I have seen people speaking in tounges when I attended church services to make a girlfriend happy, and I have a few thoughts that seem relevant.
I have come to the belief that certain forms of epilepsy play an extremely important role in religion.
There is a (controversial) disorder associated with temporal lobe epilepsy called Geschwind Syndrome, which is associated with feelings of overwhelming religious obsession, and a loss of interest in sex.
People who suffer from temporal lobe epilepsy often start spouting nonsense words, mixing pronounciation, and so forth. Also, certain types of temporal lobe epilepsy are hereditary . . . which is why I believe that certain families and lineages are considered “holy” . . . as in my case, as my family are descended from the Biblical Levites.
Sombody with temporal lobe epilepsy may be obsessively religious, spout nonsense while in the grip of the “holy spirit,” be immune to pain (while siezing), and be a member of a “holy” family.
Epilepsy and autism are closely associated with each other as both may be hereditary, and autistic people are up to ten times more likely to have some form of epilepsy.
An autistic person may be able to do complicated math problems in his or her head, have a photographic memory, and other talents that seem miraculous.
If we take all of these points into consideration, then I’m satisfied that I know where the phenomena of “speaking in tounges” comes from.
People with Geschwind Syndrome can also have a compulsion to write obsessively, and they can have unpredictable mood swings.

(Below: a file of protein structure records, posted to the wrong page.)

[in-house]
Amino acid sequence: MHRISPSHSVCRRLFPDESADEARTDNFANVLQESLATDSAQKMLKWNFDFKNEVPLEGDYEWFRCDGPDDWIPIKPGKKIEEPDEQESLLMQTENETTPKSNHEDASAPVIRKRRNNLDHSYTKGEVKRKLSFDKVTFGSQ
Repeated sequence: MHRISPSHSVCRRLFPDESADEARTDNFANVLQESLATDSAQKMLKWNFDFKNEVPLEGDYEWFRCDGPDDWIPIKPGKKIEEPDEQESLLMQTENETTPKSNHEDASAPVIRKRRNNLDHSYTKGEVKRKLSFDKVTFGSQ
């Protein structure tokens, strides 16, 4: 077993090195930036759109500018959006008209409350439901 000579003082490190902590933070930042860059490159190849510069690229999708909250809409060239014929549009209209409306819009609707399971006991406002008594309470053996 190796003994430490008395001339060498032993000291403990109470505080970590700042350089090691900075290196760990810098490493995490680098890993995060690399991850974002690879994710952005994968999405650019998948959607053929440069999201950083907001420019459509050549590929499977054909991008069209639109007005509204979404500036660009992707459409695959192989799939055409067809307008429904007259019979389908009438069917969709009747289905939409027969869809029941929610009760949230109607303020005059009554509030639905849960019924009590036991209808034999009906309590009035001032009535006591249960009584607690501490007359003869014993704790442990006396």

If we take all of these points into consideration, then you can see why I believe that Moses (if he existed) was an autistic man with temporal lobe epilepsy.
- Posessed by the spirit of the Lord . . . or temporal lobe seizures.
- Trouble communicating, which is why God appointed Aaron to be his spokesperson.
- Losing his temper when the Isrealites broke the rules and worshipped the wrong God.
- His rules in Leviticus about mixing fabrics and threads, as autistic people have sensory issues with the textures of clothing.
- His dietary rules about dairy products, as autistic people very often have stomach issues . . . especially with dairy products.
- Rigid rules about sexuality.
- The burning bush seems relevant, as bright lights and flashes are symptomatic of epilepsy.
- In ancient times, epilepsy was considered divine. Hippocrates specifically said: “Men think epilepsy divine. If men called everything divine that they didn’t understand, then there would be no end of divine things.”
- Being set afloat in a basket shortly after a birth in poverty seems to qualify as a problem birth . . . and problems during birth can be a risk factor for both autism and epilepsy.
- If anyone thinks that it’s a stretch that a man with autism can create a religion, then consider Peter Popoff . . . a religious con artist who has needed nothing more than covert radio transmitters to deceive people into thinking that he represents God . . . so that he can fleece them for money. If Popoff can do this in modern times, then what might a man with autistic abilities be able to do during the Bronze Age?
- Men are 4 to 6 times more likely to be autistic than women . . . and men are the ones whom are priests and/or religious leaders . . . although there are many, many other reasons why religious leadership is dominated by men, so autism is a minor component of this particular point.
And so on.
This is why I believe that epilepsy started the tradition of speaking in tounges.
I am thinking of writing an essay for submission on these topics, so any rebuttal, honest criticism, or other feedback would be very much appreciated . . . even if you disagree with me.
I will give credit in my essay if anyone wants to weigh in, and–of course–wants to give me their info . . . if it gets published.